Photo from Autostraddle, by William P. Gottlieb

Queen of Jazz and the Blues, Billie Holiday was also a bisexual woman of color in a time where neither of those things were acceptable. She struggled with a lot of personal issues from drug abuse to volatile and often violent relationships with men, but despite all of her adversity, her sexuality remained a priority for her. Her most storied same-sex romance was with none other than Ms. Tallulah Bankhead, who traveled with her on tour and would show up backstage after Holiday’s shows. Their breakup was apparently quite passionate and ended with the two of them writing nasty letters to the other about how each was portrayed in the other’s biographies. Woof, sounds dramatic. But what’s an early 20th century same-sex romance without a little ~drama~??


Photo from Autostraddle

The daughter of the first female self-made millionaire in the U.S., and thus heiress to the Walker hair-care fortune, A’Lelia Walker had a major presence in the Harlem Renaissance as an outspoken, party-throwing, bisexual woman in the New York socialite circle. According to Lillian Faderman in Odd Girls and Twilight Lovers, “A’Lelia Walker probably had much to do with the manifest acceptance of bisexuality among the upper class in Harlem.” Faderman writes that “those who had moral reservations about bisexuality or considered it strange or decadent learned to pretend a sophistication and suppress their disapproval if they desired A’Lelia’s goodwill.” Sounds like we would have gotten along well!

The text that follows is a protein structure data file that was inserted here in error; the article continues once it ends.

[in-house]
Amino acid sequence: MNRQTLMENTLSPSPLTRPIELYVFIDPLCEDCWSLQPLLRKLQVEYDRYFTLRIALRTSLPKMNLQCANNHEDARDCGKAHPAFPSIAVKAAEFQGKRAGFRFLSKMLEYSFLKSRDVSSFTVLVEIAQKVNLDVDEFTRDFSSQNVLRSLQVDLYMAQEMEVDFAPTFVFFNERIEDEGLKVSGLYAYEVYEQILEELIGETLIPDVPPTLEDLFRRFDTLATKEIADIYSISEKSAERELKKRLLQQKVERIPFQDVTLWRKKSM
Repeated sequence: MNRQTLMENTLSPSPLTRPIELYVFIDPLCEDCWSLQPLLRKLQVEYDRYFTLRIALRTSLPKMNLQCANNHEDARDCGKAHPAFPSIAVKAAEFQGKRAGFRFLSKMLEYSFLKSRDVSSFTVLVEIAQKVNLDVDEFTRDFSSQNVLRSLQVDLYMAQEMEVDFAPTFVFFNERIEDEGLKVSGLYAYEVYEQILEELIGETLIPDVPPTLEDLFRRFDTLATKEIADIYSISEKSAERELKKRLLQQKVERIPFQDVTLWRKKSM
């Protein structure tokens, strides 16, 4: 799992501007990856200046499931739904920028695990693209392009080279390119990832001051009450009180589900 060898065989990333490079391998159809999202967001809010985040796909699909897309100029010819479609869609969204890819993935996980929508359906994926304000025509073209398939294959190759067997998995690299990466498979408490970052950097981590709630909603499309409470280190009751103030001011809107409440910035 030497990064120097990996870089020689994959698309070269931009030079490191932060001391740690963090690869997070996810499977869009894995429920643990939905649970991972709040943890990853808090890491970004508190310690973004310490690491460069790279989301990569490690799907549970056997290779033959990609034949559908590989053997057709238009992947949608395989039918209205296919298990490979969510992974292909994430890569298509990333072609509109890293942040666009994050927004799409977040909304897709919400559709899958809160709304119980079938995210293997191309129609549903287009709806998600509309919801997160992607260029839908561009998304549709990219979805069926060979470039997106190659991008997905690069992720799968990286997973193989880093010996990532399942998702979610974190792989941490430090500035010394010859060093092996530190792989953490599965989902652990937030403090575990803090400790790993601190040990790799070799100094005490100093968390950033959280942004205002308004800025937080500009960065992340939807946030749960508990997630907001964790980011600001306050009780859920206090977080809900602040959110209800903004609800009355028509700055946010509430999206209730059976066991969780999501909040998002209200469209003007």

Other gals you maybe didn’t know were into the whole #sexualliberation thing (or at least explored their sexualities when there was no outward encouragement to do so): “mother of modern dance” Isadora Duncan, actress Joan Crawford, poet Emily Dickinson, novelist Willa Cather, activist and poet Alice Dunbar-Nelson, queen of nursing Florence Nightingale, golf guru Babe Didrickson, civil rights leader Barbara Jordan, composer Katharine Lee Bates, playwright Lorraine Hansberry, OG badass first lady Eleanor Roosevelt, film director Dorothy Arzner, Russian actress Alla Nazimova, and so many more! Though we're often taught it doesn't really exist, let us not forget that the history of female sexuality is as long as human history itself (duh), and that sexual liberation is key to true gender equality. Cheers to lady sex!